• Charter Communications, Inc. ("Charter") is vicariously liable for the unlawful conduct of Straight Forward as alleged herein, as Charter had control and provided direction to Straight Forward, and the unlawful calls were placed on behalf of Charter Communications, Inc. [Doc. 16, ¶ 17].
• Straight Forward, on behalf of Charter, began calling the Plaintiff's cellular telephone... for the purpose of soliciting the Plaintiff to purchase cable television and other services. [Doc. 16, ¶ 18].
• Charter and/or Straight Forward used an auto-dialer to place telemarketing calls to Plaintiff's cellular telephone on numerous occasions... [Doc. 16, ¶ 25].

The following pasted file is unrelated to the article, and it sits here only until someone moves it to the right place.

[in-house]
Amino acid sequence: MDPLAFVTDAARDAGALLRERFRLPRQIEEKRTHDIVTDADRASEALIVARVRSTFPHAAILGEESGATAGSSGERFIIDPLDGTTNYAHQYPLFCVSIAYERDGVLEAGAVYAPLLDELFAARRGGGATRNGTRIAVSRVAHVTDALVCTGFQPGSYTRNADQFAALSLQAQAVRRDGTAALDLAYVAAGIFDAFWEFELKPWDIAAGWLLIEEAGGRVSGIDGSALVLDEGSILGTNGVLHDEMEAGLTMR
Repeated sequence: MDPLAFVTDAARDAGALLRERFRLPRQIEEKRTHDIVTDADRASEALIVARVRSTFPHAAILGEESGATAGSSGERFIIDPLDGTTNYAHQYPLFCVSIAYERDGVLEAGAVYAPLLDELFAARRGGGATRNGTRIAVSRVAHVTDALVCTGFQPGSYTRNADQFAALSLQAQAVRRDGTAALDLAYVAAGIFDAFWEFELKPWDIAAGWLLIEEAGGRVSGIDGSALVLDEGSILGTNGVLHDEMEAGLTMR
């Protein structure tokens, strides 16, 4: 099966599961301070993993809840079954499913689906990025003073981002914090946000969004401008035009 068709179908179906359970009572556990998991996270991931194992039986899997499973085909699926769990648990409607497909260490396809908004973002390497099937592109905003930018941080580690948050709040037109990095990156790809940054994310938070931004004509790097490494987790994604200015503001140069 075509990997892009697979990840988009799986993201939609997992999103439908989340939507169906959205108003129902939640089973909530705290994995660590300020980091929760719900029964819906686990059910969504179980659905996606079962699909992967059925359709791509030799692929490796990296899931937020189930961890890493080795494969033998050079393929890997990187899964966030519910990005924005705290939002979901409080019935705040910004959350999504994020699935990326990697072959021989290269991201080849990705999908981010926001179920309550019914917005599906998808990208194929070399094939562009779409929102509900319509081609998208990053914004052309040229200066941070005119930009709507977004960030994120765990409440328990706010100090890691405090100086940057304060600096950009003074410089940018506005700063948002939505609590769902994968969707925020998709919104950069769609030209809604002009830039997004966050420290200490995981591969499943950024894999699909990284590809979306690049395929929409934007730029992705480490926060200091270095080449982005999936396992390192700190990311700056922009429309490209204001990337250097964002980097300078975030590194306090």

The agreement between the Plaintiff and Charter Communications, Inc. (the "Agreement") contained an arbitration provision:

... This Agreement requires the use of arbitration to resolve disputes and otherwise limits the remedies available to Subscriber in the event of a dispute... Charter and Subscriber agrees to arbitrate disputes and claims arising out of or relating to this Agreement, the Services or marketing of the Services Subscriber has received from Charter... THIS AGREEMENT MEMORIALIZES A TRANSACTION IN INTERSTATE COMMERCE. THE FEDERAL ARBITRATION ACT GOVERNS THE INTERPRETATION AND ENFORCEMENT OF THESE ARBITRATION PROVISIONS.

[Doc. 18-1, Section 24].